Parenting is exhausting. So. Very. Exhausting.
I'm pretty sure no parent is going to argue with me on that. There are many exhausting things about being a parent.
Never-ending dishes from 5 people.
Toys. Oh, so many toys. Everywhere.
The mountain of laundry that comes from having 3 little boys...the majority of whom wet the bed, nightly.
The ceaseless effort that goes into trying to raise them to be somewhat well-functioning beings.
Never sleeping in. Ever. Ever.
Yes, all of these things (and many many more) are what makes parenting exhausting many days.
But then there are those days. Days where "exhausting" doesn't even being to describe the day we've had, or how spent I feel. No, some days leave me far more than exhausted, they leave me weary.
Yesterday was just such a day. We've had many days like this. Sometimes it's because several of the many (many) appointments we have to schedule regularly happen to fall within the same 48 hours, and then, just for fun, all the boys decide to lose their minds. Other times, it may be because one of the boys is working through something difficult that we can't see, which sends him into a frenzy over the purple-ness of the berries in his cereal, which somehow today are much more purple than the every other day (yes, this actually happened). Sometimes it's a school thing, sometimes it's a trauma thing, sometimes it's a birth mom thing, sometimes it's a brother thing.
Well yesterday it was like an everything thing. It started at school -- complete defiance. All day long. Then it escalated at home into the mother of all tantrums (several hours of screaming, stomping, kicking, crying, insults, drawing on the walls, etc).
Lucky for us (and not so lucky for the babysitter), we had to go to a foster care training last night, after the worst of the tantrum was over, but before we had a chance to talk him through it. It was perfect timing in fact, because the training we are currently taking is to help better understand and respond to children who have experienced trauma.
This class is gold. There are so many helpful insights. But one thing in particular stuck out to me last night. One of the trainers, who is a former case worker as well as a seasoned foster and adoptive mom, said that foster and adoptive parents of children who have experienced trauma need to be emotional containers for their children. This means providing a safe environment where the children can feel and express the entire range of complicated emotions that comes with repeated trauma.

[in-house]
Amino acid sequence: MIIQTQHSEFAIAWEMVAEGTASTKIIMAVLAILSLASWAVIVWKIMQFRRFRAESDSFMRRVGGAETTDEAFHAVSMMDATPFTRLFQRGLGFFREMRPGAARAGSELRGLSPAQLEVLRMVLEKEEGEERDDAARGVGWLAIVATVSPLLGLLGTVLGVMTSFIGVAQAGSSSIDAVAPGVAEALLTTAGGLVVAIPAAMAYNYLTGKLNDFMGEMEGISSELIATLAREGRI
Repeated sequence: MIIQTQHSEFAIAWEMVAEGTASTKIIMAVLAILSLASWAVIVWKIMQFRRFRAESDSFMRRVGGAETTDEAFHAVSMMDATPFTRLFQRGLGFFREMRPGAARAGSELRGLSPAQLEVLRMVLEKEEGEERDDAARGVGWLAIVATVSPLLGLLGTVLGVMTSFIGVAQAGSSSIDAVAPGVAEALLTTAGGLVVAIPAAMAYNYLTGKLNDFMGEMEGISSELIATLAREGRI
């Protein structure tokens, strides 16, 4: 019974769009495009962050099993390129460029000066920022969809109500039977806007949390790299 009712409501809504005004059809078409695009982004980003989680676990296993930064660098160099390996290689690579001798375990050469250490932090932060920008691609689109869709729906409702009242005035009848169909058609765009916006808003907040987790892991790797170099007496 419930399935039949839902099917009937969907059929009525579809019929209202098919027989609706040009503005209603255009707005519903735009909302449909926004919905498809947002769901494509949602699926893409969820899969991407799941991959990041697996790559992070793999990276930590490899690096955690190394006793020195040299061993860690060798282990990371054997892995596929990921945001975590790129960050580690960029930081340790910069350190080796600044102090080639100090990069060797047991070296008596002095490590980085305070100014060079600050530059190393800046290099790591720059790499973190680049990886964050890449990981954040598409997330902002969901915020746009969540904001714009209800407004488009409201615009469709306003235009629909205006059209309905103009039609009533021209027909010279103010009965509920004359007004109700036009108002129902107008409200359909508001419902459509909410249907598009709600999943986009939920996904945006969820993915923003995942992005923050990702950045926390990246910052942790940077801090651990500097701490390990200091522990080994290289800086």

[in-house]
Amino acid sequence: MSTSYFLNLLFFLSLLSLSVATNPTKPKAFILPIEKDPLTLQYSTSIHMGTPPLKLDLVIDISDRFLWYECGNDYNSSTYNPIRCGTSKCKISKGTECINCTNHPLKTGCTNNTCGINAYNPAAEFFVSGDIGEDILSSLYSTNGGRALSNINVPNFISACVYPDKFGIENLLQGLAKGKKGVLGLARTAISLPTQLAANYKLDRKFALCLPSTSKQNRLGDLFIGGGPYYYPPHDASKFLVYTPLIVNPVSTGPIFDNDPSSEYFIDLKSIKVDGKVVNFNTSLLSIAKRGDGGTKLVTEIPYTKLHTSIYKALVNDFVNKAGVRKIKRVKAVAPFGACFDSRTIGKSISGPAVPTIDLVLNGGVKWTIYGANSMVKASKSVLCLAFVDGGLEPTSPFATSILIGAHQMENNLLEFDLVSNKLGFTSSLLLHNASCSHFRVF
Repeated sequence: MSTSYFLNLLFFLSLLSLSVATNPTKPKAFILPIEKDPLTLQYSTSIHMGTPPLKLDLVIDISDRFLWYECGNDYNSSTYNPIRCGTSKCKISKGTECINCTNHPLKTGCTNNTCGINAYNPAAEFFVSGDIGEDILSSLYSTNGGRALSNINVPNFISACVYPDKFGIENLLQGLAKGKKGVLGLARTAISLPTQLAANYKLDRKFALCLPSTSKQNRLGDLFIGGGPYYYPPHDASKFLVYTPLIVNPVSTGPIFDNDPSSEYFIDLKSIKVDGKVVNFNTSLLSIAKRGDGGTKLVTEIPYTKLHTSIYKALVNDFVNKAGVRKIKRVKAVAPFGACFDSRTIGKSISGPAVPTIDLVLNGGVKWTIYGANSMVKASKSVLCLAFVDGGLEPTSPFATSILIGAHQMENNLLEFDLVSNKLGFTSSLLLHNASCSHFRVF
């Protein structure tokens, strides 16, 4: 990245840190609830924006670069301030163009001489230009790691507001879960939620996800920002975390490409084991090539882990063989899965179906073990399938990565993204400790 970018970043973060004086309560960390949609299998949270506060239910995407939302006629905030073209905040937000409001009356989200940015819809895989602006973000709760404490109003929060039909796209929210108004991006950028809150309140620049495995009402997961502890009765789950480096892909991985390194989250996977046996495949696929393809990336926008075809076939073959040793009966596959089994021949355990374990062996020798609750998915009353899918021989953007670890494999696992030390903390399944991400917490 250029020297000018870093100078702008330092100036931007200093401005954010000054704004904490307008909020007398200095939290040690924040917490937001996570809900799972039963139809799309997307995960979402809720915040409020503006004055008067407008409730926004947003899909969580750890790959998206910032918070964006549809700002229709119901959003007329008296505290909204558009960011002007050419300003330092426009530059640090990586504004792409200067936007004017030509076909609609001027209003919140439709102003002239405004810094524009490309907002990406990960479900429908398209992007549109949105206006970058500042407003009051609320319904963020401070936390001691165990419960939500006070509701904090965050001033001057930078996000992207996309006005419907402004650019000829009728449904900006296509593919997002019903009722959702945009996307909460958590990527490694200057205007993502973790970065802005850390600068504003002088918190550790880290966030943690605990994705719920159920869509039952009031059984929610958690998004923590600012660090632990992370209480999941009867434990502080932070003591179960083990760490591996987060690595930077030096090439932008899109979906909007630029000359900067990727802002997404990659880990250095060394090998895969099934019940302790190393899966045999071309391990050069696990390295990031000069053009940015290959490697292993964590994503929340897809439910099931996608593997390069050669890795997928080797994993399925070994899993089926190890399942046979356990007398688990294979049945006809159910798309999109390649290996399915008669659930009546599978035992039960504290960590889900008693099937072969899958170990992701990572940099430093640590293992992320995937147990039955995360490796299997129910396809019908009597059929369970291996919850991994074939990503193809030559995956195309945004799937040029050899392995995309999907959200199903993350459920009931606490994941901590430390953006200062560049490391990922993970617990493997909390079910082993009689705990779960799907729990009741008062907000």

Often, my children respond in ways that don't seem to make any sense in a situation, or seem like gross overreactions, at best. But, then I remind myself of the things we know they've experienced, and I cannot begin to relate to what is going on in their minds because of the fact that they view the world through trauma-tainted glasses.
Being an emotional container is wearying. It's the hardest thing I've ever done in my life. But, if I do not allow my children to feel whatever they feel about what has been done to them (while teaching them appropriate alternatives to expressing those emotions), I am only solidifying in their minds the messages that their trauma has piled up in them -- you're worthless, no one loves you, you are not important.
I refuse to speak one more negative message into the lives of my precious children. So, we battle on through the hardest days. We brace ourselves, as emotional containers, for the onslaught of emotional vomit that has come as a result of years and years of trauma. And at the end of the day, we are weary. But I also know where I can find Rest for my soul and where I can find strength to do it all again tomorrow.
“Come to Me, all who are weary and heavy-laden, and I will give you rest. Take My yoke upon you and learn from Me, for I am gentle and humble in heart, and you will find rest for your souls. For My yoke is easy and My burden is light.” Matthew 11:28-30